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on 16 February 2012
I had "the moment it clicks" before and really enjoyed it, giving plenty of ideas on how to think around the lighting.
So I was happy to buy this new book. Unfortunately it's more an auto-biography of McNally... You'll learn plenty about him, how he likes Nikon and now the ranger quadras and all his work to make better light-shapers. Full of nice advertising but missing mostly the point of a lighting book, that it needs to be about lighting. Very dissapointed !
If you just want to read about his life and gear please buy it, if you want to take better photos, spend the money on radio triggers, an umbrella or another lightshaper and try yourself, not worth buying.
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on 24 January 2012
I read Joe McNally's other excellent books - The Moment It Clicks, and Hotshoe Diaries, so I was surprised how much I enjoyed this latest one. I thought maybe it would be a bit like watching a bad movie sequel. But it's as enjoyable as the others.

There's more personal stuff in this book, like when he lost his staff photographer's job, and when Star City (the astronaught-training establishment in Russia) messed him about something rotten - and how he got his revenge! It goes into how he coped with various real-life situations as a photographer on a personal level.

The technology he uses is bang up to date. He's started using Pocket Wizard radio triggers - the new ones (Flex-TT5s and Mini-TT1s), and he describes the problems he's had with them and what he's done about it.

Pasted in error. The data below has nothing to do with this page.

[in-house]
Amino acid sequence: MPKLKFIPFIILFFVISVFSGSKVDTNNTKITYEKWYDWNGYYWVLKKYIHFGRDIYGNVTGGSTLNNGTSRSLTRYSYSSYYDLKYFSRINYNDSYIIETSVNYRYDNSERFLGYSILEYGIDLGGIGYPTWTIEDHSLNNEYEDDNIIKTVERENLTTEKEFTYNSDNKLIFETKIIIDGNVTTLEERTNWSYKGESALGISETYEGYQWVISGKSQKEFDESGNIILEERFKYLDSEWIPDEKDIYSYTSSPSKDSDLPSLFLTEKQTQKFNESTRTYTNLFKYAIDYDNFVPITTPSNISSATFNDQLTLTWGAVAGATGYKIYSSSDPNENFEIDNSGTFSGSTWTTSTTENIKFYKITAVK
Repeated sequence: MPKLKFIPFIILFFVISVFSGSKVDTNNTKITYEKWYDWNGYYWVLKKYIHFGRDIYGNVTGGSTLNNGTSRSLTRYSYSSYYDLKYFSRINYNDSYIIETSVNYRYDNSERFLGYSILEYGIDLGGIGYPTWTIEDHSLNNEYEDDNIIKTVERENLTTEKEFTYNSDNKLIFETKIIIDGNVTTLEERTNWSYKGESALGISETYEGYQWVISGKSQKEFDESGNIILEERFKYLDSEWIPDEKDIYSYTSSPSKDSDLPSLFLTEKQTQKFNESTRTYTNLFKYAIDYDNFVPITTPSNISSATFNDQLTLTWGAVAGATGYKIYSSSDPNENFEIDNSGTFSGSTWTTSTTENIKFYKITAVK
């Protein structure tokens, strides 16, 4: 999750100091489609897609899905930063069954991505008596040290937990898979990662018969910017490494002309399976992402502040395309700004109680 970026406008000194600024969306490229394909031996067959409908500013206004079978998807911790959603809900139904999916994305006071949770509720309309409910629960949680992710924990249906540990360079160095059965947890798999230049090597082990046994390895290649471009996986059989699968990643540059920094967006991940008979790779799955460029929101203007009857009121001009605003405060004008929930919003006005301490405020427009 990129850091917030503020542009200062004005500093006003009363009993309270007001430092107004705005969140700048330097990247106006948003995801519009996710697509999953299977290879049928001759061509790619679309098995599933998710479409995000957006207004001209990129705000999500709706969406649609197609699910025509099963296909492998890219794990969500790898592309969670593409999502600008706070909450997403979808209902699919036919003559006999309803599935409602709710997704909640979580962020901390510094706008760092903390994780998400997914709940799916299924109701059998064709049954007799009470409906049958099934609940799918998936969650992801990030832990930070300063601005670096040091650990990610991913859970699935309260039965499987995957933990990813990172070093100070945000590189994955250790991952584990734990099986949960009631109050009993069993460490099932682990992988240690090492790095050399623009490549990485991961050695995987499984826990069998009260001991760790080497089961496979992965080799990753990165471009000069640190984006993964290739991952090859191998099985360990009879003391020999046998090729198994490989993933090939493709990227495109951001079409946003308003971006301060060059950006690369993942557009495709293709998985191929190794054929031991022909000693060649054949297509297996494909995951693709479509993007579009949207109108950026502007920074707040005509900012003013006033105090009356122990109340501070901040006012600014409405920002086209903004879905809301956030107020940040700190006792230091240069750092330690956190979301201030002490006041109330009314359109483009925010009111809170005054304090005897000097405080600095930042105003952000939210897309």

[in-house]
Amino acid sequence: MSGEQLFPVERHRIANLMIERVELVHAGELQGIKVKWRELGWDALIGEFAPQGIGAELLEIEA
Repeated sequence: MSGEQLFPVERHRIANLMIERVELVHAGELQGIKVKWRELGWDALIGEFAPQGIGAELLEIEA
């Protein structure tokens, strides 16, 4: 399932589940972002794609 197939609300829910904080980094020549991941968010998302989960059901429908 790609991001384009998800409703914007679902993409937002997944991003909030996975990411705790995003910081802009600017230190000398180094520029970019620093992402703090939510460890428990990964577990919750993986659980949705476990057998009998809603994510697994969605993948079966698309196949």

The technical details are all there in spades too, with useful facts & figures about his camera and flash settings, and how he handled which kind of light. But it's not dry technical stuff - he describes why you mustn't use a smoke machine near highly-polished vintage cars, for instance.

All in all, a terrific, useful and entertaining book.
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on 22 October 2013
Oh boy, where do I start.

After reading about a quarter way into the book, it was quite clear that this was not an instructional book about photography, but a notebook for Mr. McNally reminding himself how wonderful he is. I have actually learned nothing, other than the phrase "this puppy that or this puppy this". I thought I was reading a book about puppies and not photography. Shortly after the first quarter of the way through and a hundred self admiration slaps on back later, the book repeats itself with more of the same, just different location and more self ego boosting puppies :)

My advise do not waste your money on this puppy.
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on 29 February 2012